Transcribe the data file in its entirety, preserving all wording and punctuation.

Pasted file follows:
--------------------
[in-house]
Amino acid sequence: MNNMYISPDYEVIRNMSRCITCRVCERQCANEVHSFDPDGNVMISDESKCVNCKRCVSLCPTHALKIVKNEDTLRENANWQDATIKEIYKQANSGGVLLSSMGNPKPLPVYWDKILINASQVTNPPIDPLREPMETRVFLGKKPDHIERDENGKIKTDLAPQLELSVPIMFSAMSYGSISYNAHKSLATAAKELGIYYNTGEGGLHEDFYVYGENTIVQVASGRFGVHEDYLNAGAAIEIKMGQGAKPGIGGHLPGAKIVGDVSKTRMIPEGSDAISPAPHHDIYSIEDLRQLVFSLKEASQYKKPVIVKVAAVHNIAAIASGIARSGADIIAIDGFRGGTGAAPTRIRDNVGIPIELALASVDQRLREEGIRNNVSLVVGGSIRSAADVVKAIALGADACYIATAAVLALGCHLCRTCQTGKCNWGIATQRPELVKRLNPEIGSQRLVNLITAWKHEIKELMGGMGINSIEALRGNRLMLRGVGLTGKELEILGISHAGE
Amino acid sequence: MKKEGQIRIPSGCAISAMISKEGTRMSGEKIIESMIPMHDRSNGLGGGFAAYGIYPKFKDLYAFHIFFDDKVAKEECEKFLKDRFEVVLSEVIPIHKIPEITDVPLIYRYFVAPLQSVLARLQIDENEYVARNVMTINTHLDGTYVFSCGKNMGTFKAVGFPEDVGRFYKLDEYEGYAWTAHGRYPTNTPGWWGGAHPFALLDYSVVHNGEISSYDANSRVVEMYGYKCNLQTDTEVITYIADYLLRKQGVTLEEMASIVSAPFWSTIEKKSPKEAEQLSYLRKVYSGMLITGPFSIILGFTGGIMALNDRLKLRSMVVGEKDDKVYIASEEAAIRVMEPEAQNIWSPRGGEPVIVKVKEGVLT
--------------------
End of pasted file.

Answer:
[in-house]
Amino acid sequence: MNNMYISPDYEVIRNMSRCITCRVCERQCANEVHSFDPDGNVMISDESKCVNCKRCVSLCPTHALKIVKNEDTLRENANWQDATIKEIYKQANSGGVLLSSMGNPKPLPVYWDKILINASQVTNPPIDPLREPMETRVFLGKKPDHIERDENGKIKTDLAPQLELSVPIMFSAMSYGSISYNAHKSLATAAKELGIYYNTGEGGLHEDFYVYGENTIVQVASGRFGVHEDYLNAGAAIEIKMGQGAKPGIGGHLPGAKIVGDVSKTRMIPEGSDAISPAPHHDIYSIEDLRQLVFSLKEASQYKKPVIVKVAAVHNIAAIASGIARSGADIIAIDGFRGGTGAAPTRIRDNVGIPIELALASVDQRLREEGIRNNVSLVVGGSIRSAADVVKAIALGADACYIATAAVLALGCHLCRTCQTGKCNWGIATQRPELVKRLNPEIGSQRLVNLITAWKHEIKELMGGMGINSIEALRGNRLMLRGVGLTGKELEILGISHAGE
Amino acid sequence: MKKEGQIRIPSGCAISAMISKEGTRMSGEKIIESMIPMHDRSNGLGGGFAAYGIYPKFKDLYAFHIFFDDKVAKEECEKFLKDRFEVVLSEVIPIHKIPEITDVPLIYRYFVAPLQSVLARLQIDENEYVARNVMTINTHLDGTYVFSCGKNMGTFKAVGFPEDVGRFYKLDEYEGYAWTAHGRYPTNTPGWWGGAHPFALLDYSVVHNGEISSYDANSRVVEMYGYKCNLQTDTEVITYIADYLLRKQGVTLEEMASIVSAPFWSTIEKKSPKEAEQLSYLRKVYSGMLITGPFSIILGFTGGIMALNDRLKLRSMVVGEKDDKVYIASEEAAIRVMEPEAQNIWSPRGGEPVIVKVKEGVLT